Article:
Fungal Skin Infection

Skin infections are common and may be caused by bacteria, fungi or viruses. Staphylococcal aureus bacteria are classified as Gram-positive cocci based on their appearance under a microscope. taph infections in other parts of the body are less common than staph skin infections. They are more likely in people whose immune systems have been weakened by another disease. Staph infections can spread from person to person among those who live close together in group situations. They may occur singly or grouped in pairs, short chains or grape-like clusters. They are usually facultative anaerobes, that is, they are capable of surviving at various levels of oxygenation, and are generally very hardy organisms. Staph is the shortened name for Staphylococcus , a type of bacteria. Staph infections can spread from person to person among those who live close together in group situations. S aureus produces a number of cellular and extracellular products, including exotoxins and coagulase, which contribute to the pathogenicity of impetigo, especially when coupled with preexisting tissue injury.

There are more than 30 species in the staph family of bacteria, and they can cause different kinds of illnesses — for example, one kind of staph can cause urinary tract infections. People with poor leg circulation, for instance, often develop scaly redness on the shins and ankles; this is called “stasis dermatitis” and is often mistaken for the bacterial infection of cellulitis. andidal infections occur in moist areas, such as the vulva, mouth, skinfolds and diaper area. Poor hygiene with a woman who has candidal vulvovaginitis add additional risk. Grayish-white deposits on an inflamed base are noted on the penile prepuce and glans. The infection most commonly develops in episiotomy sites or abdominal incision sites. Persons with diabetes or alcoholism may contract the illness without preceding trauma. Subcutaneous gas production occurs when clostridial organisms are present, but multiple organisms are generally found in wound cultures.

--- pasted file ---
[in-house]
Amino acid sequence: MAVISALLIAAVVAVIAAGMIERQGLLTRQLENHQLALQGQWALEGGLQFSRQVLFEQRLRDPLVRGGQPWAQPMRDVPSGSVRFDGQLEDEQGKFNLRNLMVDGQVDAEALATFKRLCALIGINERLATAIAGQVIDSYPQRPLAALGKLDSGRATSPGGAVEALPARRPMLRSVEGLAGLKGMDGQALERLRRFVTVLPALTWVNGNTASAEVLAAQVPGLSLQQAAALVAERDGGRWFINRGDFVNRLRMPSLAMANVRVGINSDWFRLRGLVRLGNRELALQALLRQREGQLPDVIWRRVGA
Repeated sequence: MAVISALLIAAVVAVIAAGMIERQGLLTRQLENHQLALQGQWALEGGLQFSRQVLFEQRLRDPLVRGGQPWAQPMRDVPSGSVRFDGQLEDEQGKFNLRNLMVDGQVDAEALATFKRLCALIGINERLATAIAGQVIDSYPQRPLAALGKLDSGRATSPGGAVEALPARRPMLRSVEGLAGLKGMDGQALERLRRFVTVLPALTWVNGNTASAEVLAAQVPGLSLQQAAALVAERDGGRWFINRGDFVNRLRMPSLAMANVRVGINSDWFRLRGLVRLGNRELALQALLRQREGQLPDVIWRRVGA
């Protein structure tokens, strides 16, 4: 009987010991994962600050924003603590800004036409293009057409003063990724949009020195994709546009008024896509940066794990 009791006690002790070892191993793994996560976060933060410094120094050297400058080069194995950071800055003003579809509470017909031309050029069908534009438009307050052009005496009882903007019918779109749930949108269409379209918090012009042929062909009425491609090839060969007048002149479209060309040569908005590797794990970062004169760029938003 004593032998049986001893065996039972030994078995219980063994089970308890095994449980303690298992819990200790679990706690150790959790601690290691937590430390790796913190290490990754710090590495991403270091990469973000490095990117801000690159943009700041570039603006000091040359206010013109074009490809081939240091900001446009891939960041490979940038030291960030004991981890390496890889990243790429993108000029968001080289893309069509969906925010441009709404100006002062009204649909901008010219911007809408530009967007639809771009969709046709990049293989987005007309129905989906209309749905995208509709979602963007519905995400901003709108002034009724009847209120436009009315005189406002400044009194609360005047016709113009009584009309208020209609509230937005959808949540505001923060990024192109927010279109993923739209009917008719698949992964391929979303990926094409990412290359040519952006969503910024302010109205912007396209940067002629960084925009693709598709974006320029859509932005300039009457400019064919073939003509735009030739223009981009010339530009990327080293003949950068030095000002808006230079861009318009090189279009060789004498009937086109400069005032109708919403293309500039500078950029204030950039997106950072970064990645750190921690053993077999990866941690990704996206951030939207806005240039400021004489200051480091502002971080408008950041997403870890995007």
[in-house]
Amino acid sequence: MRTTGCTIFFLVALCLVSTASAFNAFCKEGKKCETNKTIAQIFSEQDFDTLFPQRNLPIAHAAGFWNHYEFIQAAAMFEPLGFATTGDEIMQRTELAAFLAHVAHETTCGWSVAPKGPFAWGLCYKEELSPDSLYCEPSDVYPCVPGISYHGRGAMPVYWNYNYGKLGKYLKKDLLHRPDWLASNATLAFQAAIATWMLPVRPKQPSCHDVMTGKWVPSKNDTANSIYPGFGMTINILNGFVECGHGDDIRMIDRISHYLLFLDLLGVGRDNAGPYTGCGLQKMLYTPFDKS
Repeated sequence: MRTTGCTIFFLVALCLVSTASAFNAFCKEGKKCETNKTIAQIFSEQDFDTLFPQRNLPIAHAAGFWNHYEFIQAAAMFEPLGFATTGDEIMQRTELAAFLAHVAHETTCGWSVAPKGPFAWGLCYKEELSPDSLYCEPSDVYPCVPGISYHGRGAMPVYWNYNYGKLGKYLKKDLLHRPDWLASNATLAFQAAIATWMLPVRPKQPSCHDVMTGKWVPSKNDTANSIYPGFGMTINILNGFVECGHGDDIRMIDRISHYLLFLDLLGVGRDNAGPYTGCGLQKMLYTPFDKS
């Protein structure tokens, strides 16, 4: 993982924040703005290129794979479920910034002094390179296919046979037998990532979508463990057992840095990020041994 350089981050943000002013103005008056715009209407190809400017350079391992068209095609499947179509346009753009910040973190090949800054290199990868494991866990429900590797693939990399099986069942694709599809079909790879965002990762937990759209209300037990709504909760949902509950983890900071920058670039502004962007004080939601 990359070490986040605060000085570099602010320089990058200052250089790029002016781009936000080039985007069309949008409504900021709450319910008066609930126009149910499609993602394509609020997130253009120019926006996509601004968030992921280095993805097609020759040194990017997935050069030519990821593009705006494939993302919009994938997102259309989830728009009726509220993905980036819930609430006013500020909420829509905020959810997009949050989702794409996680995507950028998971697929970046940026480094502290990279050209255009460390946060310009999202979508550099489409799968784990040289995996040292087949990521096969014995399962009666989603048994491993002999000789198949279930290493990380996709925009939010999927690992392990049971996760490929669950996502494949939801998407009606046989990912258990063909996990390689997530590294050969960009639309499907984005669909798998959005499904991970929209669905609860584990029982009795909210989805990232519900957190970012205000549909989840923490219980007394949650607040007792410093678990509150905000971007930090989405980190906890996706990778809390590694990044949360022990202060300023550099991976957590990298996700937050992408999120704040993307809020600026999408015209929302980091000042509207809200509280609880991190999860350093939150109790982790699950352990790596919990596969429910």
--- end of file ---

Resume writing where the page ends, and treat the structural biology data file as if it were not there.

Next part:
Candidal diaper rash occurs in infants when poorly absorbent, moisture-trapping diapers are used. Scattered small, reddish lesions with a scaly surrounding “collarette” are present. Use of an imidazole cream and regularly allowing the diaper area to be exposed to air usually clear the rash. Long-term use of imidazole and steroid creams is discouraged and unnecessarily exposes the infant to the risk of adverse topical effects and suppression of the adrenal axis from steroids. Treatment involves the use of imidazole creams and keeping the feet dry by frequently changing socks, avoiding occlusive footwear and applying an antiperspirant to the soles of the feet. Occasionally, systemic treatment is warranted in patients with resistant or particularly painful lesions, especially the hyperkeratotic variety. Crusts should be removed before the ointment is applied. Soak a soft, clean cloth in a mixture of one-half cup of white vinegar and a quart of lukewarm water.